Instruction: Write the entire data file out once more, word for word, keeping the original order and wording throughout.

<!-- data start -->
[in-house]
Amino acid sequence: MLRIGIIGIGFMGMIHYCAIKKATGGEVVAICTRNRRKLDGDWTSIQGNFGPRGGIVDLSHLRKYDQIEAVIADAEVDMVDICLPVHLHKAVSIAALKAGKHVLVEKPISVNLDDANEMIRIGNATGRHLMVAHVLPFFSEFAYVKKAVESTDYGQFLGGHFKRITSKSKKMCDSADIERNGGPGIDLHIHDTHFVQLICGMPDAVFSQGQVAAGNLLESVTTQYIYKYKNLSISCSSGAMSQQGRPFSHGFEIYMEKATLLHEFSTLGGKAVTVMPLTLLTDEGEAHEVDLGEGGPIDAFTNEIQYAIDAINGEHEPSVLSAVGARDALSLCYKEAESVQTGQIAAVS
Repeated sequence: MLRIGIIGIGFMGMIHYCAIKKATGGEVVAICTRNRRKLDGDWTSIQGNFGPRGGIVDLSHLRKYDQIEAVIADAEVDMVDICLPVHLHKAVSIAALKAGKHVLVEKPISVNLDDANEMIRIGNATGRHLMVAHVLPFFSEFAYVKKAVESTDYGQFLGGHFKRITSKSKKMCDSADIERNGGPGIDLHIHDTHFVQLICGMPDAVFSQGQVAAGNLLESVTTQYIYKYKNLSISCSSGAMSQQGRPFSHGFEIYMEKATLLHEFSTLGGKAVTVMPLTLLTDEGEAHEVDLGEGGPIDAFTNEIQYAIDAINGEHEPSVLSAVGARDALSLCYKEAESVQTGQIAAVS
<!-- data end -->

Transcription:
[in-house]
Amino acid sequence: MLRIGIIGIGFMGMIHYCAIKKATGGEVVAICTRNRRKLDGDWTSIQGNFGPRGGIVDLSHLRKYDQIEAVIADAEVDMVDICLPVHLHKAVSIAALKAGKHVLVEKPISVNLDDANEMIRIGNATGRHLMVAHVLPFFSEFAYVKKAVESTDYGQFLGGHFKRITSKSKKMCDSADIERNGGPGIDLHIHDTHFVQLICGMPDAVFSQGQVAAGNLLESVTTQYIYKYKNLSISCSSGAMSQQGRPFSHGFEIYMEKATLLHEFSTLGGKAVTVMPLTLLTDEGEAHEVDLGEGGPIDAFTNEIQYAIDAINGEHEPSVLSAVGARDALSLCYKEAESVQTGQIAAVS
Repeated sequence: MLRIGIIGIGFMGMIHYCAIKKATGGEVVAICTRNRRKLDGDWTSIQGNFGPRGGIVDLSHLRKYDQIEAVIADAEVDMVDICLPVHLHKAVSIAALKAGKHVLVEKPISVNLDDANEMIRIGNATGRHLMVAHVLPFFSEFAYVKKAVESTDYGQFLGGHFKRITSKSKKMCDSADIERNGGPGIDLHIHDTHFVQLICGMPDAVFSQGQVAAGNLLESVTTQYIYKYKNLSISCSSGAMSQQGRPFSHGFEIYMEKATLLHEFSTLGGKAVTVMPLTLLTDEGEAHEVDLGEGGPIDAFTNEIQYAIDAINGEHEPSVLSAVGARDALSLCYKEAESVQTGQIAAVS